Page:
A mosquito source, also known as breeding source, is water where mosquito eggs, larvae, and pupae live and develop into adults. Any water source that lasts for 3 or more days is a potential mosquito source.

Mosquito Trap Hosts (8)

You may contact the District during regular business hours at 559-732-8606 extension 111. We would like to thank you for your service to the community and your contribution to keeping District residents free from nuisance mosquitoes and mosquito-borne diseases.

 

All mosquitoes are counted and identified to species. These mosquitoes are also tested for viruses if there are at least 10 female mosquitoes of a species that is capable of transmitting West Nile Virus, St. Louis Encephalitis virus, or Western Equine Encephalitis virus.

No. Traps will collect mosquitoes from the general area. Depending on the mosquito species, they may be coming from a water source that is very close to the trap or one that is farther away. If you are concerned about potential sources in your yard, you can visit our prevention page for tips on what to look for, or use our online service request form or at 559-732-8606 for a free yard inspection.

You do not have to do anything to be a trap host. A technician will drop the trap off early in the morning once a week and pick it up the next day. Our goal with trap placement and pick up is to avoid disturbing the resident or interfering with their regular activities as much as possible.

No. Mosquito traps catch mosquitoes that are already in the general area of the trap.

 

Roughly 5 routine traps are placed per square mile of populated area. Trap hosts are selected to evenly spread these traps across this area. In general, technicians look for properties that have shaded areas such as bushes where a trap can be placed over night without being disturbed.

Mosquito traps provide routine surveillance data about the size of the mosquito population in that area and the presence of mosquito-borne diseases. This information is used by Delta Vector Control District to find and control existing mosquito sources in the area as well as to monitor ongoing control efforts. Visit our Programs & Services page for more information about vector surveillance.

A trap host is a property where a trap is placed once a week for an entire mosquito season (typically April to mid-October) or for a single night during the year. Residents voluntarily give permission for these traps to be placed on their property and play a crucial role in protecting their communities from mosquito-borne diseases.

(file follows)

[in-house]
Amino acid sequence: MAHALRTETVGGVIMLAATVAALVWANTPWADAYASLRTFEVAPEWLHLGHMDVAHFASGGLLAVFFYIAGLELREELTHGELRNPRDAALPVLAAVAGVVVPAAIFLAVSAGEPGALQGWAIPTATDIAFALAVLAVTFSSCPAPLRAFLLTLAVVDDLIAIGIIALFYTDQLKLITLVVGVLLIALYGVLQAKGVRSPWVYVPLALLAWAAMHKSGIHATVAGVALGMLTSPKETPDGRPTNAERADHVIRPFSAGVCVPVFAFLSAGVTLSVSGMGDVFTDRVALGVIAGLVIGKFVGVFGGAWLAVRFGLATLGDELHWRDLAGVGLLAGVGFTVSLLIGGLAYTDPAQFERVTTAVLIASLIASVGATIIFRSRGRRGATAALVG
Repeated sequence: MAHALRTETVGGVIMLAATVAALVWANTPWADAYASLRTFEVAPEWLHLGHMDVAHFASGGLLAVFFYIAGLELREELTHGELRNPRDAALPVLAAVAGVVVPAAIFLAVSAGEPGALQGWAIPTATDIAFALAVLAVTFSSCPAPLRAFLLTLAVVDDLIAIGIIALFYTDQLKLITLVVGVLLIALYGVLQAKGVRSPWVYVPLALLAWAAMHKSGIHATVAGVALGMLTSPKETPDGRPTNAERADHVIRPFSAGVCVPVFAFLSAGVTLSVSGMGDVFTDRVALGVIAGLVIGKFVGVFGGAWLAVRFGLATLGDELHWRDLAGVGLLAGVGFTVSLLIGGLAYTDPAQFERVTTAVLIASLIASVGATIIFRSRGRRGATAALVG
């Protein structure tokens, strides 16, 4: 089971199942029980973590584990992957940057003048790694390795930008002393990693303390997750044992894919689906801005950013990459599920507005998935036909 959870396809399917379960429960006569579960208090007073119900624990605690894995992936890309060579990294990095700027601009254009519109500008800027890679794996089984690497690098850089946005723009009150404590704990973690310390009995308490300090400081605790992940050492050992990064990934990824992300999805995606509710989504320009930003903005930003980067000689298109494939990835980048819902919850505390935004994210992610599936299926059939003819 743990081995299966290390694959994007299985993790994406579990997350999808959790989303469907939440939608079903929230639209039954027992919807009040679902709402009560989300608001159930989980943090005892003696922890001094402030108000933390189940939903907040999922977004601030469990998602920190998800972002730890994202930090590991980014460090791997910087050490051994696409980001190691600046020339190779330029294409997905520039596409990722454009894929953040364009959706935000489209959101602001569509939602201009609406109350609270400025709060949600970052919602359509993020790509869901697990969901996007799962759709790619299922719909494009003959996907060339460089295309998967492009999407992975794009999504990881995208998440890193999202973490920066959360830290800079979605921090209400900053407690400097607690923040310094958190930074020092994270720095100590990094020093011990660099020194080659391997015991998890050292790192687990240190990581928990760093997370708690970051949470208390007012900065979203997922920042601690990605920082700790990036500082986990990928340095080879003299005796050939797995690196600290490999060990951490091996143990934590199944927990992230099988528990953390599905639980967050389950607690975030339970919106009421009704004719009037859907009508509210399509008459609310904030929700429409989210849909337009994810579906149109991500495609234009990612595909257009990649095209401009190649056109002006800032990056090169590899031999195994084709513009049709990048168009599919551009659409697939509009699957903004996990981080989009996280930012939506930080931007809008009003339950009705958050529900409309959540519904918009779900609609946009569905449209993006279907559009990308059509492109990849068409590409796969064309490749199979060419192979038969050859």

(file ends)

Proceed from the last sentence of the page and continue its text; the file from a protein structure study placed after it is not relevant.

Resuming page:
Mosquito-Borne Diseases (4)

Mosquitoes can transmit pathogens to pets and animals. The three mosquito-borne diseases found in our district, West Nile, St. Louis encephalitis, and Western equine encephalitis viruses, primarily circulate in birds. West Nile Virus and Western equine encephalitis virus can be transmitted to horses. However, there is a West Nile and Western equine encephalitis virus vaccine available for horses. Additionally, dogs can also be infected with dog heartworm, a mosquito-borne parasite.

The District tests mosquitoes collected within the District border using RNA extraction and reverse transcription real-time polymerase chain reaction (RT-PCR).

West Nile virus and St. Louis encephalitis virus have been detected in the District every year. Currently, the District tests mosquitoes for West Nile, St. Louis Encephalitis, and Western Equine Encephalitis viruses.

Mosquito-borne diseases are diseases caused by pathogens that are spread through the bite of an infected mosquito. These include malaria, yellow fever, Zika, West Nile virus, St. Louis encephalitis virus, Western equine encephalitis virus, dengue, chikungunya, dog heartworm, and many more.

Native Mosquito Species (3)

All mosquito species need water to develop into adults. The preferred water source can vary widely from seemingly clean water to foul, stagnant water. The size of the water source can also vary, from small puddles to green swimming pools and ponds. For more detailed information, please visit our vector page.

Within the District, three Culex mosquito species are capable of transmitting West Nile virus, St. Louis Encephalitis virus, and Western Equine Encephalitis virus.

There are about 14 native mosquito species within the District that are considered to be of public health concern because of their nuisance biting or potential to transmit pathogens through their bite. To learn more about mosquitoes and the species found in the District, visit our vector page.

Other Vectors (5)

You can contact the District during regular hours at 559-732-8606 or toll-free at 877-732-8606 for more information.